Ultimately, I brought the Power saddle forward about 20 mm, which got all my angles right and solved my long-ride comfort issues. I also tweaked the reach adjustment on the ST-RS685 levers, which I am glad is done by a screw here instead of swapping shims. I still get reminded of how long the hoods are, though, especially at the beginning of rides.


One concern I had going into the new drivetrain was the larger steps on the cassette.

Hyro’s outgoing 2×10-speed drivetrain has 14 unique gears covering a spread of 29.9″ to 109.8″. Back then, this was already pretty generous. Accessing the 27T and 30T cogs was problematic in the big chainring though, as these combinations were quite cross-chained and chain retention would be a gamble. It gets much worse when your big chainring’s shift ramps and pins are worn.

The 11-speed gearing introduces a wider range at both ends, but larger gaps overall. Interestingly, it’s in the middle of the cassette where the gaps are kept small.

Initially, the bigger gear steps meant finding an ideal cadence was a little harder. I’m most efficient turning my legs at 80-90 rpm, shifting gears to compensate and stay in that Goldilocks zone, despite upcoming climbs or headwinds. Coupled with visually inspecting where the chain currently sits on the cassette, doing this with the 11-34T cluster threw me off.

It wasn’t until I climbed some hills that the new gears made much more sense. Because each shift has more cog teeth behind it, I could use the shifters less. It’s also easier to stay in the big 50T chainring while negotiating the climbs on my usual loop in southern Metro Manila, because the low cogs are still accessible while the chain is still relatively centered and efficient. It must have all worked out: I was able to set two new personal bests on that loop. After a few hours of saddle time and some more on the turbo trainer, I no longer have any concerns with gappy gearing – my legs just got used to it.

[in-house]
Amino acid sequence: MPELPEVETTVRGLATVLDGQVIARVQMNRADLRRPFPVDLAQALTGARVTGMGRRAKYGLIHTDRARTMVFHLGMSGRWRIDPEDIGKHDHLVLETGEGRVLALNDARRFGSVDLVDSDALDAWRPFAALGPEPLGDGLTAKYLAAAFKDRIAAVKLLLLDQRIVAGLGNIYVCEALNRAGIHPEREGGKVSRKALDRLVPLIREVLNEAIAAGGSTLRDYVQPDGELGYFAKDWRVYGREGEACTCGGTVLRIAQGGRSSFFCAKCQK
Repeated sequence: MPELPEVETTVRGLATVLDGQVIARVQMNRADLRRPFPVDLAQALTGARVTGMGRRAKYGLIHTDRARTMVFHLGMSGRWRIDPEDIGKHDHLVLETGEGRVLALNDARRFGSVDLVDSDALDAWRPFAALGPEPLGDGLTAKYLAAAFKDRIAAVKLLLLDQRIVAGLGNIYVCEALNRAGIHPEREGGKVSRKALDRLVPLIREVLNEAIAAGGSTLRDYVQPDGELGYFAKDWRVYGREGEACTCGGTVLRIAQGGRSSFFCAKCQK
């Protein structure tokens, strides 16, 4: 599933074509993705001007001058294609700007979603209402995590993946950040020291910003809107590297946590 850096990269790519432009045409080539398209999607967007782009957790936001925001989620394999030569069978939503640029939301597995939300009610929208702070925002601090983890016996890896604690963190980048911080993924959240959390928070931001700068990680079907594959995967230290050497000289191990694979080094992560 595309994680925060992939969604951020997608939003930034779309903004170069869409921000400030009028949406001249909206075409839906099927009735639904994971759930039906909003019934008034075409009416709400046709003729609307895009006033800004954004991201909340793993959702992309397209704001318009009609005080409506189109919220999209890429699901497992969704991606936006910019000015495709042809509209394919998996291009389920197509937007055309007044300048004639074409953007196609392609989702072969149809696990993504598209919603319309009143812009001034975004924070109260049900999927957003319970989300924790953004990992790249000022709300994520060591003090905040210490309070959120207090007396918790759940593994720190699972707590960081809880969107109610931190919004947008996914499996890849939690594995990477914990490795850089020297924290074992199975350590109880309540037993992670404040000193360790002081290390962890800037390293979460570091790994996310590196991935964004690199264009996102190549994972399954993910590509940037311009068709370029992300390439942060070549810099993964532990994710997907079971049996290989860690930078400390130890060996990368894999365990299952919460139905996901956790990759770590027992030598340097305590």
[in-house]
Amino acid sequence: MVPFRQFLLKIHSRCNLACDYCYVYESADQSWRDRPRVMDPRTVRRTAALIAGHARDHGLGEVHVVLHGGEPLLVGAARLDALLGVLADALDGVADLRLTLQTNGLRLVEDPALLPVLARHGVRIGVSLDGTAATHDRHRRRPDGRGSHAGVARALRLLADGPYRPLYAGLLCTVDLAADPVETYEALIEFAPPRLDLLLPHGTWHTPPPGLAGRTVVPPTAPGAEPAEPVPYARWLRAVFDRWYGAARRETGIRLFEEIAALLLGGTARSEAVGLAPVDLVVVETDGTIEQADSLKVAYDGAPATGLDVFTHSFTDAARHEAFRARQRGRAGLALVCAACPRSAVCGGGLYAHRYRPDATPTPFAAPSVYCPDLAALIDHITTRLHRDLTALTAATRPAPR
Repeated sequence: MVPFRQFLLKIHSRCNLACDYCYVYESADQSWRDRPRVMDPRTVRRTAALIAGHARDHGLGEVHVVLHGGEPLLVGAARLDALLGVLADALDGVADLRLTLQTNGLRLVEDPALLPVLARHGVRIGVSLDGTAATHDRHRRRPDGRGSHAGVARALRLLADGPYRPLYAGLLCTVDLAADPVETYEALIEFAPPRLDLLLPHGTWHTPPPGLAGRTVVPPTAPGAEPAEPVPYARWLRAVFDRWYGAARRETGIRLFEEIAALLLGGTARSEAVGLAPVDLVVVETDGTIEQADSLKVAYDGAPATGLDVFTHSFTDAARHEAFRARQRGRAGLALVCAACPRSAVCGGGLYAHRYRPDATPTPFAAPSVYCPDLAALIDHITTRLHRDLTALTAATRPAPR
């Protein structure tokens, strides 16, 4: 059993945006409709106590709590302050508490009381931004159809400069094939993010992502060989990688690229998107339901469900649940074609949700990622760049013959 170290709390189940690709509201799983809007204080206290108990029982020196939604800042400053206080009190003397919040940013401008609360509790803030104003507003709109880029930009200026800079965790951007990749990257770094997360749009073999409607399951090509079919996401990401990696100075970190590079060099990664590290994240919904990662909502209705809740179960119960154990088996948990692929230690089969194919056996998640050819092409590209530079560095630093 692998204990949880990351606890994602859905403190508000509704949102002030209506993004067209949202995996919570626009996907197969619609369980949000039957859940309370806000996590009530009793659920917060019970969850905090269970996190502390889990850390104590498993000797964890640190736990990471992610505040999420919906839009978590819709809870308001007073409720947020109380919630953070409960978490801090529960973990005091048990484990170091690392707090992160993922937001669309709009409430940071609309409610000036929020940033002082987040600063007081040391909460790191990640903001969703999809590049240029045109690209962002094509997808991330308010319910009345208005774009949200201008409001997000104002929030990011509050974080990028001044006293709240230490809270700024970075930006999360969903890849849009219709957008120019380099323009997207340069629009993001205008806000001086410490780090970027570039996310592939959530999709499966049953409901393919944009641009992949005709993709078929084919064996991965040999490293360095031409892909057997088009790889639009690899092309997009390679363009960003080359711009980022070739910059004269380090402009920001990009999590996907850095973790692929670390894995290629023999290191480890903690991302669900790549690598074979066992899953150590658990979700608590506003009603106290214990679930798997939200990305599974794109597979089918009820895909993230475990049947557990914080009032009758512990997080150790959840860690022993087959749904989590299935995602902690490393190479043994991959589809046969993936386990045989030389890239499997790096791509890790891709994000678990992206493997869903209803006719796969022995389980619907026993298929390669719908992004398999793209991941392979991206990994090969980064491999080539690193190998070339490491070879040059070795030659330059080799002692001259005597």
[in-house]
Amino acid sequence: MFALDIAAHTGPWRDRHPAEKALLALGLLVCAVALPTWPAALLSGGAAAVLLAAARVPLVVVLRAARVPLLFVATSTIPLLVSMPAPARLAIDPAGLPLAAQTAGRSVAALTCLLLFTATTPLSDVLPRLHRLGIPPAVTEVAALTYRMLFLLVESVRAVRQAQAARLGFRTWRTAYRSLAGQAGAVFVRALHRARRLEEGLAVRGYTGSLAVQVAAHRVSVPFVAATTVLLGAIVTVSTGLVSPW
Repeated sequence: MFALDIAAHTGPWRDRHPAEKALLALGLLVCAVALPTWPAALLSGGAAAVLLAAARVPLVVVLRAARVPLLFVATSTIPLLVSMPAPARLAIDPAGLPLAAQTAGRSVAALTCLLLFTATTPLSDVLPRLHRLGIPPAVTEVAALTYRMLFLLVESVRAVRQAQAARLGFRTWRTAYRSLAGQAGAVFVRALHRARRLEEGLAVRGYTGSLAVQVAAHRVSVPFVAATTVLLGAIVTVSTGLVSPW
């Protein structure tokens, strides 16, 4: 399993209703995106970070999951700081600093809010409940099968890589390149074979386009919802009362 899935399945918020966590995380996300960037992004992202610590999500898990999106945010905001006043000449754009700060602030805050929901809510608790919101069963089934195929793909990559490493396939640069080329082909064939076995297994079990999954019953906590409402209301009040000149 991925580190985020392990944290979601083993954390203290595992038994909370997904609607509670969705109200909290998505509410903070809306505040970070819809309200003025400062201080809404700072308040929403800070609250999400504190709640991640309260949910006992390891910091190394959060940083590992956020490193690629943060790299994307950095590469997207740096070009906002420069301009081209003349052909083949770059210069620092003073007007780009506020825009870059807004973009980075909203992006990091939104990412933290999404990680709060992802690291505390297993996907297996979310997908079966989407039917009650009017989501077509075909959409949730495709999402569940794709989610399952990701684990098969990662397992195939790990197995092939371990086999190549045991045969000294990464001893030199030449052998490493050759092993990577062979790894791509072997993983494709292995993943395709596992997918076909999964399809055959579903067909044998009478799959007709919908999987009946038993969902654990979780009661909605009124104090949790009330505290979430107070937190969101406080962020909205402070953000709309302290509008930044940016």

A table of road speeds at a given cadence, broken down by gear combination.
This is for the old 2×10 setup.
Road speeds at a given cadence, broken down by gear combination.
This is for the new “Spinal Tap” 2×11 setup.


I mentioned the new gearing makes me less reliant on the shifting. Which is a shame, because this is the best shifting I’ve had, by far. And I thought Tiagra 4700 was good!